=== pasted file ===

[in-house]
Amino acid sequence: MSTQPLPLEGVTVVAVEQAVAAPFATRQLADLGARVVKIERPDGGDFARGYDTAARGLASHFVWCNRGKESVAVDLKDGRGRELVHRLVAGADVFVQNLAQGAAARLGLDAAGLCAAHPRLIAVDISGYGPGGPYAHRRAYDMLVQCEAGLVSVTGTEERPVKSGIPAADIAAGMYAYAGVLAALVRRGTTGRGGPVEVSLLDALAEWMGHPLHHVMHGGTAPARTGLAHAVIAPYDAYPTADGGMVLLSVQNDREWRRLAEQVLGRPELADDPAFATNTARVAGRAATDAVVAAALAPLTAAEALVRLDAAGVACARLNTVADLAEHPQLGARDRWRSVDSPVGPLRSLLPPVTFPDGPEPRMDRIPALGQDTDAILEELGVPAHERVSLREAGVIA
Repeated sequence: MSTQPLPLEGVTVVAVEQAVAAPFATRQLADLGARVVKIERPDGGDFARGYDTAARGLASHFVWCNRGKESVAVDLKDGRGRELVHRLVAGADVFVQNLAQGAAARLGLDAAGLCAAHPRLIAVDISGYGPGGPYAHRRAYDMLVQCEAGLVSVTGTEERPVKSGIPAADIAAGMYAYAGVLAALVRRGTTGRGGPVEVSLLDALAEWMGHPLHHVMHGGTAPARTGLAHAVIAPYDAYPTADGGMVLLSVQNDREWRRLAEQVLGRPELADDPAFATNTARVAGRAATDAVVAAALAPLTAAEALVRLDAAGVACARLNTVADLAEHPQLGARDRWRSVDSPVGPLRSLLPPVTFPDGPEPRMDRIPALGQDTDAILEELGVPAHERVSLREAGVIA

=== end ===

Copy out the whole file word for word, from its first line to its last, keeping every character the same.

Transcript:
[in-house]
Amino acid sequence: MSTQPLPLEGVTVVAVEQAVAAPFATRQLADLGARVVKIERPDGGDFARGYDTAARGLASHFVWCNRGKESVAVDLKDGRGRELVHRLVAGADVFVQNLAQGAAARLGLDAAGLCAAHPRLIAVDISGYGPGGPYAHRRAYDMLVQCEAGLVSVTGTEERPVKSGIPAADIAAGMYAYAGVLAALVRRGTTGRGGPVEVSLLDALAEWMGHPLHHVMHGGTAPARTGLAHAVIAPYDAYPTADGGMVLLSVQNDREWRRLAEQVLGRPELADDPAFATNTARVAGRAATDAVVAAALAPLTAAEALVRLDAAGVACARLNTVADLAEHPQLGARDRWRSVDSPVGPLRSLLPPVTFPDGPEPRMDRIPALGQDTDAILEELGVPAHERVSLREAGVIA
Repeated sequence: MSTQPLPLEGVTVVAVEQAVAAPFATRQLADLGARVVKIERPDGGDFARGYDTAARGLASHFVWCNRGKESVAVDLKDGRGRELVHRLVAGADVFVQNLAQGAAARLGLDAAGLCAAHPRLIAVDISGYGPGGPYAHRRAYDMLVQCEAGLVSVTGTEERPVKSGIPAADIAAGMYAYAGVLAALVRRGTTGRGGPVEVSLLDALAEWMGHPLHHVMHGGTAPARTGLAHAVIAPYDAYPTADGGMVLLSVQNDREWRRLAEQVLGRPELADDPAFATNTARVAGRAATDAVVAAALAPLTAAEALVRLDAAGVACARLNTVADLAEHPQLGARDRWRSVDSPVGPLRSLLPPVTFPDGPEPRMDRIPALGQDTDAILEELGVPAHERVSLREAGVIA